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A Dynamic Macroeconomic Model Notes

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A Dynamic Macroeconomic Model Summary
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Key Points

The Dynamic Macroeconomic Model The Representative Household The Representative Firm Government

The Dynamic Macroeconomic Model

* Putting together household consumption behaviour and firm behaviour to build a complete macroeconomic model

* Study the economy in general equilibrium

* General Equilibrium = Equilibrium in all markets

* We use the model as a benchmark for studying the effects of shocks

* We place an emphasis on expectations about the future

* Two time periods: the present and future
* The length of time in each period may depend on the context
? For business cycles, the current period will be the current year or quarter
? For longer term issues, the current period may be the current decade or longer
# i.e. productivity trends

* Closed economy = No international trade

* 3 agents in the economy: a. A representative household
? Makes a consumption vs. leisure decision, and a consumption now vs. saving decision b. A representative firm
? Makes a labour hiring decision, and an investment decision c. The government
? Consumes resources, levies taxes and issues debt

* 3 markets in the economy: a. Goods market
? Supply: output produced by firms
? Demand: consumption by households, investment (accumulation of capital) by firms, government spending b. Labour market
? Supply: work done by households
? Demand: hiring by firms c. Bond market
? Supply: debt issued by government
? Demand: household savings

The Representative Household

* Preferences over consumption and leisure, now and in the future
* Assume that consumption and leisure are normal goods

* Income:
* Labour income
* Dividends (the representative household owns the firms)
* Interest from bonds

* Must pay taxes to government

Household Preferences
* Moving to a higher indifference curve but holding constant the slope (the MRS) implies that both consumption and leisure rise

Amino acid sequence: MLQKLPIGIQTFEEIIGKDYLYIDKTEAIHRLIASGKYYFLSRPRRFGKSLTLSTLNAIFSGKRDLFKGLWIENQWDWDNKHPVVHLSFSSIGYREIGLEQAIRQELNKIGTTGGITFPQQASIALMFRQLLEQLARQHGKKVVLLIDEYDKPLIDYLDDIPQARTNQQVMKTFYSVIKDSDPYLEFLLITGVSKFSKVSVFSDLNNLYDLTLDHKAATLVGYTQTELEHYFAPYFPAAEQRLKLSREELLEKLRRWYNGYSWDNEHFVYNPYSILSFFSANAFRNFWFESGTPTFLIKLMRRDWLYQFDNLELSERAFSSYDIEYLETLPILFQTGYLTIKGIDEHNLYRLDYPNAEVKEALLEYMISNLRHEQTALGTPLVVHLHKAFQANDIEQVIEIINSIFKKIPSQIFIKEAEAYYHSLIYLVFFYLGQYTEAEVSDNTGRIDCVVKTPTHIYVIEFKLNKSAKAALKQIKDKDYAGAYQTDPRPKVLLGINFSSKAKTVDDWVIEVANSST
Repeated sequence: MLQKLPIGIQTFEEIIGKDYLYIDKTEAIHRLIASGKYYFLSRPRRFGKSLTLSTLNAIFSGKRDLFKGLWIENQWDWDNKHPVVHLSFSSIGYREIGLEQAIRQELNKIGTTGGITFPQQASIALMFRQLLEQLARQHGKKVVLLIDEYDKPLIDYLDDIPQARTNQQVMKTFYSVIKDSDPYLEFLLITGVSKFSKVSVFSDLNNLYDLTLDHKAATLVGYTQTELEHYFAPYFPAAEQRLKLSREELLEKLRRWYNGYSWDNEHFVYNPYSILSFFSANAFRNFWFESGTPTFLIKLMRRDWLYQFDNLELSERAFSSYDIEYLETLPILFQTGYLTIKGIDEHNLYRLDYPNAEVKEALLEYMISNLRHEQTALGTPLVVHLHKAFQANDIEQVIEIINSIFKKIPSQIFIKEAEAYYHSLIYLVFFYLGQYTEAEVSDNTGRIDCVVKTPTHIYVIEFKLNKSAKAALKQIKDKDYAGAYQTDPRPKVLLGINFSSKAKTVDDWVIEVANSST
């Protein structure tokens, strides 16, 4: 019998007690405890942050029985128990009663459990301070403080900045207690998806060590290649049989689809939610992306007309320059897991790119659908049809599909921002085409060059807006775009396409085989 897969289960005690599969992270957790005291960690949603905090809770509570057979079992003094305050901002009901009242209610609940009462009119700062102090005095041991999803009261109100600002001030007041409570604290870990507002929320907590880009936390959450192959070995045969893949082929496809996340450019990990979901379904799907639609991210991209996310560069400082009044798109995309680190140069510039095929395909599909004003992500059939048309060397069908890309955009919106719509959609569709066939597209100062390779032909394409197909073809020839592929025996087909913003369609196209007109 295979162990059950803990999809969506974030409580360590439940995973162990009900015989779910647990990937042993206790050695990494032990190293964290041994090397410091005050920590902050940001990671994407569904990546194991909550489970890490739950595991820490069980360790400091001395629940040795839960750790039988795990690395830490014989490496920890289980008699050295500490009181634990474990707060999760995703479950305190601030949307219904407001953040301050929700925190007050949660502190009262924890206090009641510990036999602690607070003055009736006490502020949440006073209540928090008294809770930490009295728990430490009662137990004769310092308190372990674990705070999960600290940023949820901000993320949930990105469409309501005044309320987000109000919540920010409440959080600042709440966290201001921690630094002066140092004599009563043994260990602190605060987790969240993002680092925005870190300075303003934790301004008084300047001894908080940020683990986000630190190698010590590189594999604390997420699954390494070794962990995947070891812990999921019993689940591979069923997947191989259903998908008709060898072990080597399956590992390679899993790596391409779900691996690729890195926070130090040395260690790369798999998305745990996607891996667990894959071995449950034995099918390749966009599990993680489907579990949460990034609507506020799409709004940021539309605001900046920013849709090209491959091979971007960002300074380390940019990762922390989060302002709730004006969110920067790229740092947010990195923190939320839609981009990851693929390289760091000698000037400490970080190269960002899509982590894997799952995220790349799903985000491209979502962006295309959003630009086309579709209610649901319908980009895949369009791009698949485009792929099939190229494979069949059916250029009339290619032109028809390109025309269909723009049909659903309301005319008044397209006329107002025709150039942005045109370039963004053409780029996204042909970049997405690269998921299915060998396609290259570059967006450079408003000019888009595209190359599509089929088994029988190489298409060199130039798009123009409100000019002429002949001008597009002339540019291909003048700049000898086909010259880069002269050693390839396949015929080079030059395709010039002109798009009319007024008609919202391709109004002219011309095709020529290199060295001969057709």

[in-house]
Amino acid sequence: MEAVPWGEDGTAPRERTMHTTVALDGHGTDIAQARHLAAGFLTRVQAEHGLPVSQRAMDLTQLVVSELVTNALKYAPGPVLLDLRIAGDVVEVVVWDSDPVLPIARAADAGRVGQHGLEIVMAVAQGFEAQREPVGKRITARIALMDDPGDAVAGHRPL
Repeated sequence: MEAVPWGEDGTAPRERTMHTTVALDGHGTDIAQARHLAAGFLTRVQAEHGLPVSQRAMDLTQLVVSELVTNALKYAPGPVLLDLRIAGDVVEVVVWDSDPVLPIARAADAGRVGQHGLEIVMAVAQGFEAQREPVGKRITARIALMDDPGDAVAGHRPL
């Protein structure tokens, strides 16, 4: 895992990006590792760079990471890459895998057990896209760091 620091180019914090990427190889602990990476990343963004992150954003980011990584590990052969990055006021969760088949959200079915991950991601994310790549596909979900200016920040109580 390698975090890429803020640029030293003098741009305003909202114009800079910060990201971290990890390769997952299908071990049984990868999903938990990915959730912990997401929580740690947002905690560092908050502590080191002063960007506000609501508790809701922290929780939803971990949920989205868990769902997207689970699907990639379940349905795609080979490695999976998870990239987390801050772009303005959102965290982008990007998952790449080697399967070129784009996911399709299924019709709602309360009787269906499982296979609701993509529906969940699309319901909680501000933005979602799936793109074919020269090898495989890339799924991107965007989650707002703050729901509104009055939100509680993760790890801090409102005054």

Graph showing household preferences for consumption and leisure

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* Consumption in the current period and the future period are also assumed to be normal goods
? Same for leisure
* Moving to a higher indifference curve (holding constant MRS)
? Implies more current and future consumption Graph showing household preferences for current and future consumption

Course Notes Page 14

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Agents in the economy Markets in the economy Household preferences Household budget constraint Consumption/saving decision Consumption/leisure decision Intertemporal substitution: Labour Income and substitution effects Income effects in the closed economy Wealth effects Effects of changes in lifetime after-tax income Marginal propensity to consume

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Household Budget Constraint
? Current Period:
? Future Period:
? Combined: Consumption/Saving Decision
? The optimality condition:
? Giving up one unit of consumption today yields an extra 1+r units in the future
? Households must be indifferent between doing this or not to maximize utility
? MRS is diminishing
# [?] higher interest rate encourages saving (substitution effect)

Graph of the consumption/saving decisionConsumption/Leisure Decision
? Optimality condition:
? Giving up an hour of leisure yields an extra w units of consumption now
? Households must be indifferent between doing this or not to maximize utility
? MRS is diminishing:
# [?] higher wage needed to work more (substitution effect) Graph of the consumption/leisure decision? Where N = h - l = hours used for work Intertemporal Substitution: Labour
? There is also an intertemporal dimension to the labour supply decision
? Taking one more hour of leisure in the current period implies a reduction in income of w
? If consumption plans (now and in the future) are not to change, this income must be made up by working more in the future
? Each hour of future work pays wage
? So the household must work

in present value terms more hours in the future

? Optimality requires the household to be indifferent between working an hour now or in the future:
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This can also be derived from the following 3 conditions:

Course Notes Page 15

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